The mask inspired by diving

Angry but desperate, Joseph and his brother waited seven hours for the next United flight to Florida and doubled up on the sheet and surgical masks.

“It doesn’t meet the criteria of the paper and cloth mask that everyone has seen a million times,” said Joseph, “but when I try to exceed this for my own safety and comfort, to protect my newborn.” Home and my family in danger – that’s my right. “

United spokesman Charles Hobart said the company’s safety compliance group reviewed the product, although he wouldn’t say if they spoke to Narwall about the concern or the design.

“Aside from the fact that there are air vents, there are some other variables that we notice with the mask. The filter needs to be replaced. With such a mask, there are concerns about hearing loss,” he said.

Alex Rattray, founder and inventor of the Narwall mask, said many of his customers got on flights with his mask design without any problems, but there have been some cases similar to Joseph’s.

“Narwall was specially developed to filter any exhalation, to have no ventilation openings, no direct exhaust valve, which of course would potentially endanger the people around the wearer,” says Rattray. “I came up with the idea of ​​using a super high quality filter to filter your exhalations and inhalations and keep you and everyone safe.”

Narwall founder Alex Rattray wears the mask he designed, which was inspired by diving equipment technology and uses filters to inhale and exhale.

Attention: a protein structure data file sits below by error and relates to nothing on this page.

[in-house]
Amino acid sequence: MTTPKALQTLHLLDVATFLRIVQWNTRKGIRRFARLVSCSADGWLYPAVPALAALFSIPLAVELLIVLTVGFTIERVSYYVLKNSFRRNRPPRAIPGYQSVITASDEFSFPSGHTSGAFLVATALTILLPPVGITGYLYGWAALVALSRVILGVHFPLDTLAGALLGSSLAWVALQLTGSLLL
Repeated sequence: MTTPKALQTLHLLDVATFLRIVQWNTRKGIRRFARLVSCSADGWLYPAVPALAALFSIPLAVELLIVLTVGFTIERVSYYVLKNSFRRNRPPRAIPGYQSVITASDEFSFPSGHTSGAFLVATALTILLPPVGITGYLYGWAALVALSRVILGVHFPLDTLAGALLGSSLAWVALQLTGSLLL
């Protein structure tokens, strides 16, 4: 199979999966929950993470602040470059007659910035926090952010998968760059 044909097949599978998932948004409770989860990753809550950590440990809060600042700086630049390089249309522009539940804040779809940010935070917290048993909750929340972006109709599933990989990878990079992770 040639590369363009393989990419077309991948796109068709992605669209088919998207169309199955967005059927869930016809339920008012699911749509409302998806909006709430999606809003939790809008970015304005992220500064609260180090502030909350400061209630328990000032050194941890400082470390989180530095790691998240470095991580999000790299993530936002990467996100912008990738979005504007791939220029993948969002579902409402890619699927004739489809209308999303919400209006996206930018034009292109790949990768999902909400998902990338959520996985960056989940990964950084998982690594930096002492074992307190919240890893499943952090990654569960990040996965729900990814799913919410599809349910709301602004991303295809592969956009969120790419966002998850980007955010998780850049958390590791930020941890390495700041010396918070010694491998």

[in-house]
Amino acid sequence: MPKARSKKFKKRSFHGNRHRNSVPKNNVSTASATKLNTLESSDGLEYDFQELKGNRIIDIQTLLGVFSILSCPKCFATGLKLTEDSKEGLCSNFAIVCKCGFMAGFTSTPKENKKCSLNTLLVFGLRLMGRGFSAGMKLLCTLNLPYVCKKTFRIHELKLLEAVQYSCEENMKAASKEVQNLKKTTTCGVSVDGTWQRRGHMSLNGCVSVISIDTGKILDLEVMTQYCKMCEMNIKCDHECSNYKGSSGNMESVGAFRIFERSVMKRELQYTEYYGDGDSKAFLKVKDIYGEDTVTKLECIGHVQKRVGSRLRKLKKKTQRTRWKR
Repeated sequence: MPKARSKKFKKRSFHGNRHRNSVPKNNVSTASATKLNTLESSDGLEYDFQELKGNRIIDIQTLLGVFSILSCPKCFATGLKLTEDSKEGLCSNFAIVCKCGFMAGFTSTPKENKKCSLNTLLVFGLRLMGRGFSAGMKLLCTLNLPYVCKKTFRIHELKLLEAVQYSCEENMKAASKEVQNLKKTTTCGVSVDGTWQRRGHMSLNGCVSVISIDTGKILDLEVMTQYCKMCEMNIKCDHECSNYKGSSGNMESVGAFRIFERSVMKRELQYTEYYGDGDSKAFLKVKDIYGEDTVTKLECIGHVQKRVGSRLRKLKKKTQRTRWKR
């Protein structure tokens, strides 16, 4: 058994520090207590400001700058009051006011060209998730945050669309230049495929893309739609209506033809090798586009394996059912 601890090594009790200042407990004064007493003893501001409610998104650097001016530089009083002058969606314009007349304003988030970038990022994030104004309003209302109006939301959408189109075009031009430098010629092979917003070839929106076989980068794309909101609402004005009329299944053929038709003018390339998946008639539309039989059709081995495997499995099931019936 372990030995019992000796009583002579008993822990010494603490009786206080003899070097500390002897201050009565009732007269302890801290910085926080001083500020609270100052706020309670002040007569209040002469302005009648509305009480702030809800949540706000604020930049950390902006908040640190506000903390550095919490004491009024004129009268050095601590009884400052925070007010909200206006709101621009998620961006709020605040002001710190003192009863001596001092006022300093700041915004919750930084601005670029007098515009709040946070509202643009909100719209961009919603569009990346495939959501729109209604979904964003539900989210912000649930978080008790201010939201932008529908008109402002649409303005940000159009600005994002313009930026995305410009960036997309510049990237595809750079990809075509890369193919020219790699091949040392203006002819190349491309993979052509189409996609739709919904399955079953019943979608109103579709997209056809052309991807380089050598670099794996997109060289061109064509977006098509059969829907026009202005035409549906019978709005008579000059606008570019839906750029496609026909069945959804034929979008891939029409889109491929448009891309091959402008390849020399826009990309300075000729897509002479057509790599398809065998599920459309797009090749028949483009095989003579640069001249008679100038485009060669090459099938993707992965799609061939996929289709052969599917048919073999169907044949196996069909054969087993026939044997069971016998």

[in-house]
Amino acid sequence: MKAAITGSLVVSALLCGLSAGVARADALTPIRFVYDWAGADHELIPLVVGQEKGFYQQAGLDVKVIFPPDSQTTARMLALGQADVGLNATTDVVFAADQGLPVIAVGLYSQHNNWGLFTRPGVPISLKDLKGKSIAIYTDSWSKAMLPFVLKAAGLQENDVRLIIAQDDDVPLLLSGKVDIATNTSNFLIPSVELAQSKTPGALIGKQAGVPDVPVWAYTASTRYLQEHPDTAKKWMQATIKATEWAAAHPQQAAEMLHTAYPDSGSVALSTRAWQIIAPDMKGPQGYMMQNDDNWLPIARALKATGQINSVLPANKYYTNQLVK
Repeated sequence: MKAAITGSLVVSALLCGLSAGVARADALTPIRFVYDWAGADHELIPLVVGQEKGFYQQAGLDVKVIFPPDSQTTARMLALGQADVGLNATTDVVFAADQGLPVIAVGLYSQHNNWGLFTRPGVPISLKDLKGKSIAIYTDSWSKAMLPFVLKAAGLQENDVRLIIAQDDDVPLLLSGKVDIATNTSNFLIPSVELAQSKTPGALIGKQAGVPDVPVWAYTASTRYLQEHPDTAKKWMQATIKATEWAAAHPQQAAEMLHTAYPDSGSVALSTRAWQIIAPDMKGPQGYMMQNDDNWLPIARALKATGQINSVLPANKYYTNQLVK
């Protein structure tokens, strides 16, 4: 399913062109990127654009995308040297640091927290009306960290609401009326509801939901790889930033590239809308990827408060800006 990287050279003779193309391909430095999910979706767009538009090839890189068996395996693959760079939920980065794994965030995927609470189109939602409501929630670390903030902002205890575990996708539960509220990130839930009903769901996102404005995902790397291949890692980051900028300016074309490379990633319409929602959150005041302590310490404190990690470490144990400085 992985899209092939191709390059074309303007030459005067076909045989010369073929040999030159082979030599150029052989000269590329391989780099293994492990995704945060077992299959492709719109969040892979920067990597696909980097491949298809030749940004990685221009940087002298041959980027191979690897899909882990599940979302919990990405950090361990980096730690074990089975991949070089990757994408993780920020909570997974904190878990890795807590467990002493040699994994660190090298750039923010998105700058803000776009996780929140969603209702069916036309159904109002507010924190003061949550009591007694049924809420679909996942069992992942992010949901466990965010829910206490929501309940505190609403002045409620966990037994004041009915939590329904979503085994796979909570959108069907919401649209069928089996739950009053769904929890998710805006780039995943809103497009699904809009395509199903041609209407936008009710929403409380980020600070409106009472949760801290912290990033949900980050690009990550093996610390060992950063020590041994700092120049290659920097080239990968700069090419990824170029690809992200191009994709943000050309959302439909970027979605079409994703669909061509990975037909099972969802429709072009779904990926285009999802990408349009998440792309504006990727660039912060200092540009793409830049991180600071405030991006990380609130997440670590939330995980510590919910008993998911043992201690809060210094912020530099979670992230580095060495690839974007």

After hearing customer reports about problems on flights, Rattray said he had reached out to several airlines and “it was very difficult to get an answer”. As for United, Rattray said: “I don’t think we were in direct contact.”

Rattray’s idea for the mask came up in April, he founded the Baltimore-based company in May and launched the product in November. His product, using filter media tested by the biomedical laboratory company Nelson Labs, is being tested by the Centers for Disease Control’s National Personal Protective Technology Laboratory for its “particulate filter efficiency and pressure differential of innovative respirators”. The evaluation of these types of products by the laboratory has accelerated due to the pandemic website.

“People who buy narwall tend to be much more vulnerable or live with someone who is vulnerable or visit someone who is vulnerable,” Rattray said. “You can imagine that being asked to take this off and wear a surgical mask that offers less protection to the wearer can be extremely distressing and frightening.”

Joseph said he checked with other airlines to see if his mask was an acceptable face cover and rebooked his return flight home.

Colleen Wilson covers Port Authority and NJ Transit for NorthJersey.com. Subscribe or activate your digital account today for unrestricted access to their work covering the area’s transport systems and how it affects your commute.

E-mail: [email protected];; Twitter: @colleenallreds